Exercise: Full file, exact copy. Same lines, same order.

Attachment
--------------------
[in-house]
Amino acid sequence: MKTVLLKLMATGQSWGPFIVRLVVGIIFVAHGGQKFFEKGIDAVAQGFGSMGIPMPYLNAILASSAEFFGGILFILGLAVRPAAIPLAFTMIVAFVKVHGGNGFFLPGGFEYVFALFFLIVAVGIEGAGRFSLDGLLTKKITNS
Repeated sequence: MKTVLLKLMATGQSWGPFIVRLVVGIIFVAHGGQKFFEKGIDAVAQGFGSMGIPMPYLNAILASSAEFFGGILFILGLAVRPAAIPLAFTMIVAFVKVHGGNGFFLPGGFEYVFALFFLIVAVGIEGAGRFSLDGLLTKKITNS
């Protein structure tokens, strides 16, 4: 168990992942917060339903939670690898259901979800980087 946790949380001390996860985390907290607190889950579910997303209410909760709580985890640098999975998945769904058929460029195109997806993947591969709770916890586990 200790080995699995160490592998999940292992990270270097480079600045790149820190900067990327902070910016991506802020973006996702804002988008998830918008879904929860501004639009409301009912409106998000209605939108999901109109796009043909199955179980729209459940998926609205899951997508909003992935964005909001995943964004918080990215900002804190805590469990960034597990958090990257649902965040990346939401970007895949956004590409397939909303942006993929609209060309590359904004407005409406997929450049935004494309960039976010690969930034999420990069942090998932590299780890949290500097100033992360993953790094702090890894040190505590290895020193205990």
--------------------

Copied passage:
[in-house]
Amino acid sequence: MKTVLLKLMATGQSWGPFIVRLVVGIIFVAHGGQKFFEKGIDAVAQGFGSMGIPMPYLNAILASSAEFFGGILFILGLAVRPAAIPLAFTMIVAFVKVHGGNGFFLPGGFEYVFALFFLIVAVGIEGAGRFSLDGLLTKKITNS
Repeated sequence: MKTVLLKLMATGQSWGPFIVRLVVGIIFVAHGGQKFFEKGIDAVAQGFGSMGIPMPYLNAILASSAEFFGGILFILGLAVRPAAIPLAFTMIVAFVKVHGGNGFFLPGGFEYVFALFFLIVAVGIEGAGRFSLDGLLTKKITNS
């Protein structure tokens, strides 16, 4: 168990992942917060339903939670690898259901979800980087 946790949380001390996860985390907290607190889950579910997303209410909760709580985890640098999975998945769904058929460029195109997806993947591969709770916890586990 200790080995699995160490592998999940292992990270270097480079600045790149820190900067990327902070910016991506802020973006996702804002988008998830918008879904929860501004639009409301009912409106998000209605939108999901109109796009043909199955179980729209459940998926609205899951997508909003992935964005909001995943964004918080990215900002804190805590469990960034597990958090990257649902965040990346939401970007895949956004590409397939909303942006993929609209060309590359904004407005409406997929450049935004494309960039976010690969930034999420990069942090998932590299780890949290500097100033992360993953790094702090890894040190505590290895020193205990």